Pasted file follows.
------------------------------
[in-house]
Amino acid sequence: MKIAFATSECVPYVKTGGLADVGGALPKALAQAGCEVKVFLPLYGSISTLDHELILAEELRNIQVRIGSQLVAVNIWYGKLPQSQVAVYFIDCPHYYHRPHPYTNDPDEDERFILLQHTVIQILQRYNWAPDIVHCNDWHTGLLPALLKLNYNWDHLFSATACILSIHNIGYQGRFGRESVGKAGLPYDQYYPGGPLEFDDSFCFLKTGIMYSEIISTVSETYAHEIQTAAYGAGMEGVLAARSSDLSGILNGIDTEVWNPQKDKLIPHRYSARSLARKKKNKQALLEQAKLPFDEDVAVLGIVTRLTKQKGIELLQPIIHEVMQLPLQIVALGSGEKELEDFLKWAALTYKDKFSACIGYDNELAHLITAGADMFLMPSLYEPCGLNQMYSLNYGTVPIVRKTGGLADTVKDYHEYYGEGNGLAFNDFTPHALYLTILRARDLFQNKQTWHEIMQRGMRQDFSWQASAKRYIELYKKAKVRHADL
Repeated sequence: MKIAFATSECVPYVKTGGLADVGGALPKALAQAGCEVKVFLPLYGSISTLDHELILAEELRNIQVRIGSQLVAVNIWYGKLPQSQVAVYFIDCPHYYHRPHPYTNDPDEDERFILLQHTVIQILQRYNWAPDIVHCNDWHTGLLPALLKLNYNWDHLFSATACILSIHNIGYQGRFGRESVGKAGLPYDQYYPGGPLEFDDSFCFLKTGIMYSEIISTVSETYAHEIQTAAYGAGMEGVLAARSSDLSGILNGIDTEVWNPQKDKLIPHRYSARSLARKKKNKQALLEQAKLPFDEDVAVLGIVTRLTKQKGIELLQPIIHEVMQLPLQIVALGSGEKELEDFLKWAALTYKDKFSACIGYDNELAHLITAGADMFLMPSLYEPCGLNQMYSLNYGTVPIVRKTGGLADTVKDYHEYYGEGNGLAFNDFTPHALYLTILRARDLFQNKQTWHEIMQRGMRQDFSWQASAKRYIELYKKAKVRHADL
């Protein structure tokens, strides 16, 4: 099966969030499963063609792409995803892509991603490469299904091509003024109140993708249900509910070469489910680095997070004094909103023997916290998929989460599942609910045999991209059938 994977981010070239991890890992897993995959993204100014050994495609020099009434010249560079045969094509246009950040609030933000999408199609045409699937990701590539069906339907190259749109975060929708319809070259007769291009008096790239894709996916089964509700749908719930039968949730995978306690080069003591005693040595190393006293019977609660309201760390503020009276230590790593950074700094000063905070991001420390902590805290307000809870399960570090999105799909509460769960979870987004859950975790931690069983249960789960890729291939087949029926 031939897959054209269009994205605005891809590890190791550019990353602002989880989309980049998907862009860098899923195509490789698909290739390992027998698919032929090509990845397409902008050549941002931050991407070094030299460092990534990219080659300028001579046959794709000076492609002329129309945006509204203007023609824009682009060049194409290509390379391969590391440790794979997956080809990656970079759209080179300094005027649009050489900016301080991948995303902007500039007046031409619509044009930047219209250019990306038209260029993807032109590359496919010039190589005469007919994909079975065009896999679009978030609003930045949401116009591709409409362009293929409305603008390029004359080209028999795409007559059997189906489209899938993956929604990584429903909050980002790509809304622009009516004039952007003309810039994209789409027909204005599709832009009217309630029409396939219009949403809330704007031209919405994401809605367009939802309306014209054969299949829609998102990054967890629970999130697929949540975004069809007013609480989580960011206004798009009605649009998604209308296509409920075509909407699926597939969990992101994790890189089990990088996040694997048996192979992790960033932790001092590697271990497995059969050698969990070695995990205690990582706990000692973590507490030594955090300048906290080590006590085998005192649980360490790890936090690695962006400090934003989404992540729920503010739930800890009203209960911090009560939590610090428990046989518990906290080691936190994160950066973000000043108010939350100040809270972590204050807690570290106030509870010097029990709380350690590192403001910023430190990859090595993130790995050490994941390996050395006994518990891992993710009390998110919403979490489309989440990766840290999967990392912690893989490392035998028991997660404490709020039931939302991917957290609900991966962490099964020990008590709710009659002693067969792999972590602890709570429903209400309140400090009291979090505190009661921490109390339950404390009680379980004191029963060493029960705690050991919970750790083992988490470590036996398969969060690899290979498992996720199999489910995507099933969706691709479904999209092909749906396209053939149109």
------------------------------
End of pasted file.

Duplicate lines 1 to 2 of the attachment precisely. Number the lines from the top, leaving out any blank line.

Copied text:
[in-house]
Amino acid sequence: MKIAFATSECVPYVKTGGLADVGGALPKALAQAGCEVKVFLPLYGSISTLDHELILAEELRNIQVRIGSQLVAVNIWYGKLPQSQVAVYFIDCPHYYHRPHPYTNDPDEDERFILLQHTVIQILQRYNWAPDIVHCNDWHTGLLPALLKLNYNWDHLFSATACILSIHNIGYQGRFGRESVGKAGLPYDQYYPGGPLEFDDSFCFLKTGIMYSEIISTVSETYAHEIQTAAYGAGMEGVLAARSSDLSGILNGIDTEVWNPQKDKLIPHRYSARSLARKKKNKQALLEQAKLPFDEDVAVLGIVTRLTKQKGIELLQPIIHEVMQLPLQIVALGSGEKELEDFLKWAALTYKDKFSACIGYDNELAHLITAGADMFLMPSLYEPCGLNQMYSLNYGTVPIVRKTGGLADTVKDYHEYYGEGNGLAFNDFTPHALYLTILRARDLFQNKQTWHEIMQRGMRQDFSWQASAKRYIELYKKAKVRHADL